Featured Research

from universities, journals, and other organizations

What if we used poetry to teach computers to speak better?

Date:
November 18, 2010
Source:
McGill University
Summary:
A better understanding of how we use acoustic cues to stress new information and put old information in the background may help computer programmers produce more realistic-sounding speech.

A better understanding of how we use acoustic cues to stress new information and put old information in the background may help computer programmers produce more realistic-sounding speech. Dr. Michael Wagner, a researcher in McGill's Department of Linguistics, has compared the way French- and English-speakers evaluate poetry, as a way of finding evidence for a systematic difference in how the two languages use these cues.

"Voice synthesis has become quite impressive in terms of the pronunciation of individual words," Wagner explained. "But when a computer 'speaks,' whole sentences still sound artificial because of the complicated way we put emphasis on parts of them, depending on context and what we want to get across."

A first step to understanding this complexity is to gain better knowledge of how we decide where to put emphasis. This is where poetry comes into play. Wagner has looked at prosody, which means the rhythm, stress and intonation of speech. Poetry relies heavily on prosody, and by making a comparison between languages, he is able to uncover how prosody functions differently in English and French.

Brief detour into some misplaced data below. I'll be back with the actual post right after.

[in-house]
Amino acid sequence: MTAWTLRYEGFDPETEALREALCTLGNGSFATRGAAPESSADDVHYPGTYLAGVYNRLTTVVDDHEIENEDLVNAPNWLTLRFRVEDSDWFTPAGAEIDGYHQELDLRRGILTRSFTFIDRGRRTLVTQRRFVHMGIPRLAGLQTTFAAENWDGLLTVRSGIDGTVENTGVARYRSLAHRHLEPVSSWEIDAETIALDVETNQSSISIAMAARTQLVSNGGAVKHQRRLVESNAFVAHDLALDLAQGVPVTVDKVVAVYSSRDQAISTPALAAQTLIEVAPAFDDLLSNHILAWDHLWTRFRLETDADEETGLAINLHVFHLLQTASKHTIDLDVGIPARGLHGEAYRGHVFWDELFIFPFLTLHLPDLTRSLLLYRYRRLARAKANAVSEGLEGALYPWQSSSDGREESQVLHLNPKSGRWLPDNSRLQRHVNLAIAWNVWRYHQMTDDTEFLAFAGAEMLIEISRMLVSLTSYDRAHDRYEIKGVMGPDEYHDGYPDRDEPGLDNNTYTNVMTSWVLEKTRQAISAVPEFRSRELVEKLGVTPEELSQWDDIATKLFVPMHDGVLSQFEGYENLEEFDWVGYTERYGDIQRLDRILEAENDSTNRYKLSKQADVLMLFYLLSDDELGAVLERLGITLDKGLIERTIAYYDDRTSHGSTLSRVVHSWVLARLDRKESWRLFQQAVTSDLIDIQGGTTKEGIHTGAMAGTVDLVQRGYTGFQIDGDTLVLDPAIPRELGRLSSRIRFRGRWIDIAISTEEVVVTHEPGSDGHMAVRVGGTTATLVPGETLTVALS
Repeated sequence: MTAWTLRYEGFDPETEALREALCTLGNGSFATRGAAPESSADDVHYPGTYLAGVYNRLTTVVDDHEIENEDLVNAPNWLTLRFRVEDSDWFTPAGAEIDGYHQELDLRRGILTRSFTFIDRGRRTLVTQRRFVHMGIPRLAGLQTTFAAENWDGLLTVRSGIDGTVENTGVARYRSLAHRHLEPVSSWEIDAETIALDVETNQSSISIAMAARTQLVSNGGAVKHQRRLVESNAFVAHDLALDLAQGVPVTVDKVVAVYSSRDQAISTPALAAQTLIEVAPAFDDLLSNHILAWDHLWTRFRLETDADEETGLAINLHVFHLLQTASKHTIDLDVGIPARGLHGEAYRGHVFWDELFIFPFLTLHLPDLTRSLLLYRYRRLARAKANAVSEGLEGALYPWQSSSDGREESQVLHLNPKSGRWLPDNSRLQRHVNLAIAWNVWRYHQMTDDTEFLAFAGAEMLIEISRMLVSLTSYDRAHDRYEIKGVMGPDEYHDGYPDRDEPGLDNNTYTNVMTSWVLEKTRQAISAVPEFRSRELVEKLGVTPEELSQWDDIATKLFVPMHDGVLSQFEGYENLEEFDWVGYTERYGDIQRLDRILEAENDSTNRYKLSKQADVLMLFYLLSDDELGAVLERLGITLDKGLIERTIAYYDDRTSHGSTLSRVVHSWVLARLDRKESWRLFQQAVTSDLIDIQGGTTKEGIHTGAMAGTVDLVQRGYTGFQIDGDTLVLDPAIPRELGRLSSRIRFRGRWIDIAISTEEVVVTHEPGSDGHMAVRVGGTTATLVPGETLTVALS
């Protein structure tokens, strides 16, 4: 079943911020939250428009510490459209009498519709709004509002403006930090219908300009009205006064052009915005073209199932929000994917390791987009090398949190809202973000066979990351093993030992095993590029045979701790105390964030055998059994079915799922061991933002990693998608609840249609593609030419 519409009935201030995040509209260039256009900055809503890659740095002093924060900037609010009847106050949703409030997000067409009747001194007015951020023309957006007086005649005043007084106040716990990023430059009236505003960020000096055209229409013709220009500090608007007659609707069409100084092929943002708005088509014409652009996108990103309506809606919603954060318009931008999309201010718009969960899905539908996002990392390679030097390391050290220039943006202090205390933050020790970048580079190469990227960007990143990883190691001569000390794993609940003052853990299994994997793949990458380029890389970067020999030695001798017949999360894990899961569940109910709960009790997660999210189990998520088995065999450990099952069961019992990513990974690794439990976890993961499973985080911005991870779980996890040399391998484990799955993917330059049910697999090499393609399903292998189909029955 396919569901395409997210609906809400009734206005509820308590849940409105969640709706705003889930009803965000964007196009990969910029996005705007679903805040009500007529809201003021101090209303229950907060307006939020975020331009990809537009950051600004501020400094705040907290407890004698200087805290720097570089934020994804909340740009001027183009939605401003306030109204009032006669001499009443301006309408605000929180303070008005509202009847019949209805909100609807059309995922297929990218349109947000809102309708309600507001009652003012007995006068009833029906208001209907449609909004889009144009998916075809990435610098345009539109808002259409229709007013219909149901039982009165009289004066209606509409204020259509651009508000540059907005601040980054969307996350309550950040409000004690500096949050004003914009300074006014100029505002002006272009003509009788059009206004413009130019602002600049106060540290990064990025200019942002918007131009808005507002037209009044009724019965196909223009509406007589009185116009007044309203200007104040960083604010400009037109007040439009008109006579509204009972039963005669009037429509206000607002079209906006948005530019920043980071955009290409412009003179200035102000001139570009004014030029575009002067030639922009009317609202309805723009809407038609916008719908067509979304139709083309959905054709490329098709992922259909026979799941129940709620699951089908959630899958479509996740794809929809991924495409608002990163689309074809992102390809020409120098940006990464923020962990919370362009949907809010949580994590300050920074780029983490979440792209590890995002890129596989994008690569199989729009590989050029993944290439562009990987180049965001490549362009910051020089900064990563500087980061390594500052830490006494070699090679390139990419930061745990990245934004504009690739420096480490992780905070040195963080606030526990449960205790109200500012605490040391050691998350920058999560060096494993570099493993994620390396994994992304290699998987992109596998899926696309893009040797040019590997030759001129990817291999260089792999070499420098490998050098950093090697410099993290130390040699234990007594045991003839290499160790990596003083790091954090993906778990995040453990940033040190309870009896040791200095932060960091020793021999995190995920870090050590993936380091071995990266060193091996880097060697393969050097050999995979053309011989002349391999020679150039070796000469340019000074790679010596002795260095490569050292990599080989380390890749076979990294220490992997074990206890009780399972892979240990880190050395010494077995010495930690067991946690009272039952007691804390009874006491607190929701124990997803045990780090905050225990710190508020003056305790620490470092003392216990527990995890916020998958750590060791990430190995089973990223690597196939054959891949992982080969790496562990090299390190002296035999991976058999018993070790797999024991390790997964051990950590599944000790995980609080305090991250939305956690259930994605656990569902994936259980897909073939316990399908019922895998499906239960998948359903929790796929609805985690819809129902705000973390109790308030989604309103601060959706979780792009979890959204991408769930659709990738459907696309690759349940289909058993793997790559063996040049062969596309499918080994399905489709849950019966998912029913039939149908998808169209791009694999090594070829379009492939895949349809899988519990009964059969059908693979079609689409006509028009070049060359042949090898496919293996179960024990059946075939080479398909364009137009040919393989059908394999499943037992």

Working with Katherine McCurdy at Harvard University, Wagner recently published research that examined the use of identical rhymes in each language. "These are rhymes in which the stressed syllables do not just rhyme, but are identical, such as write/right or attire/retire," Wagner explained. "It is commonly used in French poetry, while in English poetry it is considered to be unconventional and even unacceptable." Wagner gave the following example from a book by John Hollander:

The weakest way in which two words can chime Is with the most expected kind of rhyme -- (If it's the only rhyme that you can write, A homophone will never sound quite right.)

The study shows that identical rhymes fit into a general pattern that also applies outside of poetry: even when repeated words differ in meaning and merely sound the same, the repeated information should be acoustically reduced, otherwise it sounds distinctly odd. "It's sort of a bug of the way English uses prosody," Wagner said, "but one that hardly ever creates a problem, because it occurs so rarely in natural speech." Wagner is now working on a model that makes better predictions about where emphasis should fall in a sentence given the discourse context. His findings were published in the journal Cognition and received funding Quebec's Fonds de recherche sur la société et la culture and a Canada Research Chair in Speech and Language Processing grant.


Story Source:

The above story is based on materials provided by McGill University. Note: Materials may be edited for content and length.


Journal Reference: